Black hole water maser: Most Distant Detection of Water in the Universe

A press release from the Royal Astronomical Society yesterday indicates that astronomers have located some very distant – and therefore very old – signs of water.

The water vapor is thought to be contained in a jet ejected from a supermassive black hole at the center of a galaxy, named MG J0414+0534. The water emission is seen as a maser, where molecules in the gas amplify and emit beams of microwave radiation in much the same way as a laser emits beams of light.

“The radiation that we detected has taken 11.1 billion years to reach the Earth. However, because the Universe has expanded like an inflating balloon in that time, stretching out the distances between points, the galaxy in which the water was detected is about 19.8 billion light years away,” explained Dr. McKean.

Why is this cool? Well, because it tells us something about what the universe was like when it was only a fifth as old as it is now.

“This detection of water in the early Universe may mean that there is a higher abundance of dust and gas around the super-massive black hole at these epochs, or it may be because the black holes are more active, leading to the emission of more powerful jets that can stimulate the emission of water masers. We certainly know that the water vapour must be very hot and dense for us to observe a maser, so right now we are trying to establish what mechanism caused the gas to be so dense,” said Dr. McKean.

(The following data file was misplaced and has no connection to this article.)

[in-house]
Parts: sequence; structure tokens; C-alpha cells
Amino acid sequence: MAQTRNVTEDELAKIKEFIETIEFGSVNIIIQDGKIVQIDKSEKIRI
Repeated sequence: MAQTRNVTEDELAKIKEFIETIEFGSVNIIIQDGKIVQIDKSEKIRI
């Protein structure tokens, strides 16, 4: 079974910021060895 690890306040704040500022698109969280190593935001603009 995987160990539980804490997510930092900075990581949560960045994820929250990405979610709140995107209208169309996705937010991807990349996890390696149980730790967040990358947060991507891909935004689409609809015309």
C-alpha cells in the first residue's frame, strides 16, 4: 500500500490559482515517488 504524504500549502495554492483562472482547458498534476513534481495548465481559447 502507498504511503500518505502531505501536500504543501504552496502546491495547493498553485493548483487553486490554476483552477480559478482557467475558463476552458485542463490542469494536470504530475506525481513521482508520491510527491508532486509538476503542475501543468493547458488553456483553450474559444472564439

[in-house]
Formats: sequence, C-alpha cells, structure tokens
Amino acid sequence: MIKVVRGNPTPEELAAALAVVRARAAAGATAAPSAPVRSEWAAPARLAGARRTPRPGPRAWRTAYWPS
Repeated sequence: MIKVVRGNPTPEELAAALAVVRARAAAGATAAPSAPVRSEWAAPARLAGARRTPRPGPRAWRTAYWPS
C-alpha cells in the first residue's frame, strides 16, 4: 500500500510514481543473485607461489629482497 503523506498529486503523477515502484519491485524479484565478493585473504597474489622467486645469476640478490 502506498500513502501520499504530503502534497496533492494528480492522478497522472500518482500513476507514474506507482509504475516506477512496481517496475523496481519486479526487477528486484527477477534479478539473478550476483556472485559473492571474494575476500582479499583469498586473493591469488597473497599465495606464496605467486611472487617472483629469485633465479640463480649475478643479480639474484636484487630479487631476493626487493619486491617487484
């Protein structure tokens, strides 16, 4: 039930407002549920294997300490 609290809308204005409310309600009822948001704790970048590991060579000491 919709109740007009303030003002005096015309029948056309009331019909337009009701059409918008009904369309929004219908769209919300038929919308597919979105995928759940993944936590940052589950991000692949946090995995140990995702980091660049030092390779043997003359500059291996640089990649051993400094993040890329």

Gravitational lensing creates four images of MG J0414+0534

Wait a minute, you say. I thought black holes sucked everything in, even light. How can it be that a supermassive black hole is ejecting something like water so fast that it emits strong electromagnetic radiation?

That’s easy, I say. It’s because while there are powerful gravitational forces around a black hole, it’s only stuff that passes the hole’s event horizon that is (almost) sure to be sucked in.